David Gange

3 March 2020

David Gange is a published historian and travel writer.

Q: Tell me a little bit about your most recent publication…

A: My most recent book is The Frayed Atlantic Edge. It’s about people, animals, seascapes and weather on the coasts of Britain and Ireland and was formed around a long Atlantic kayak journey done over a year. I tried to treat my kayak as a research tool, believing that I couldn’t write a book like this without long immersion in Atlantic culture and nature; and the journey became the narrative thread to hold lots of different histories and geographies together.

One idea behind the route was to defamiliarize British and Irish geographies. The first seven months were all in Scotland, while only the very last touched on England; I travelled for five months before reaching the second town of more than 600 people; and a very large proportion of the journey was through regions where the English language doesn’t predominate, but languages such as Shaetlan, Gaelic, Scots, Irish and Welsh grow on scales unimaginable half a century ago.

These coastal regions also have very different histories from the rest of the island group. Few of the usual assumptions about what Britain is – about how narrative can be used to write modern history – work from the perspective of these coasts. The main aim of the book was to see from coastal perspectives, and to try and entwine the tale of dramatic Atlantic kayaking with a view of Britain from low in Atlantic waves.  

Q: Do you think people should visit the places you write about, or is it important to preserve their isolation?

A: I’m cautious about terms like ‘isolated’ or ‘remote’. These regions have always been part of different geographies than London or Birmingham, but they’ve been richly interconnected with other regions. The sea is connective as much as it’s a barrier (except maybe in weather like the last few weeks). And I’d certainly never suggest someone shouldn’t visit Atlantic coastlines: after spending so much time there myself, that really would make me an awful person. But I think there are ways we can all become better visitors.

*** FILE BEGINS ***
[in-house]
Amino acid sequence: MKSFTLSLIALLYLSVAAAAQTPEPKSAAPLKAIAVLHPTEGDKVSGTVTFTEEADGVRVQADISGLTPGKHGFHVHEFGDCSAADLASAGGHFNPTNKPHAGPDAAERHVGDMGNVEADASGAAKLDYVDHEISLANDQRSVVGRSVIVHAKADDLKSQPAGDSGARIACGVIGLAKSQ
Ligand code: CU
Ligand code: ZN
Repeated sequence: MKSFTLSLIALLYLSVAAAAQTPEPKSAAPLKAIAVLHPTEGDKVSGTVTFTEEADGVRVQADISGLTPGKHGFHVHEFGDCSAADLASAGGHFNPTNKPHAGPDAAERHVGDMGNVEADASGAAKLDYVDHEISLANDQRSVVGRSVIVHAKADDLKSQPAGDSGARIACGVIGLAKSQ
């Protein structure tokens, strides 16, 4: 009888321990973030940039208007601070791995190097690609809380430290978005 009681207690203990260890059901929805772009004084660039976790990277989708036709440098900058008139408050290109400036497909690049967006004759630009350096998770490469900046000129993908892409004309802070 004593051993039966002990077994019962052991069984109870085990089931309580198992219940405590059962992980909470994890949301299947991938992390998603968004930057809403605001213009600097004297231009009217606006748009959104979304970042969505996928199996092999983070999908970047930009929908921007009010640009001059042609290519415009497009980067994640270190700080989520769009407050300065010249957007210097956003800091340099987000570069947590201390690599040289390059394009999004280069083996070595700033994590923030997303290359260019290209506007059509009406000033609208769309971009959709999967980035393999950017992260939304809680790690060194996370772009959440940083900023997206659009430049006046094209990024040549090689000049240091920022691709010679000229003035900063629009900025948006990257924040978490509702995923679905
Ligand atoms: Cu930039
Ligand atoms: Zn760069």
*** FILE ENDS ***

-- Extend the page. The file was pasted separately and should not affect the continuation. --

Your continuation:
The future of coastal communities depends in part on us blow ins. Even the languages won’t survive without learners from outside. These are places with cultures that have, for centuries, developed differently from (and often in opposition to) English-language, growth-based, urban society. As each year brings new awareness of how damaging modern urban economies are, it becomes more obvious that there’s lots to be learnt from the ecologically-aware cultures embedded in Shaetlan, Gaelic, Scots, Irish and Welsh languages. So a traveller might start by downloading Scottish Gaelic duolingo and reading a book or two like Jim Hunter’s On the Other Side of Sorrow, or just explore the ways in which these are places with literature to rival Shakespeare, each mile etched with rich intellectual histories, and not just an empty playground for sightseeing and hiking (or kayaking).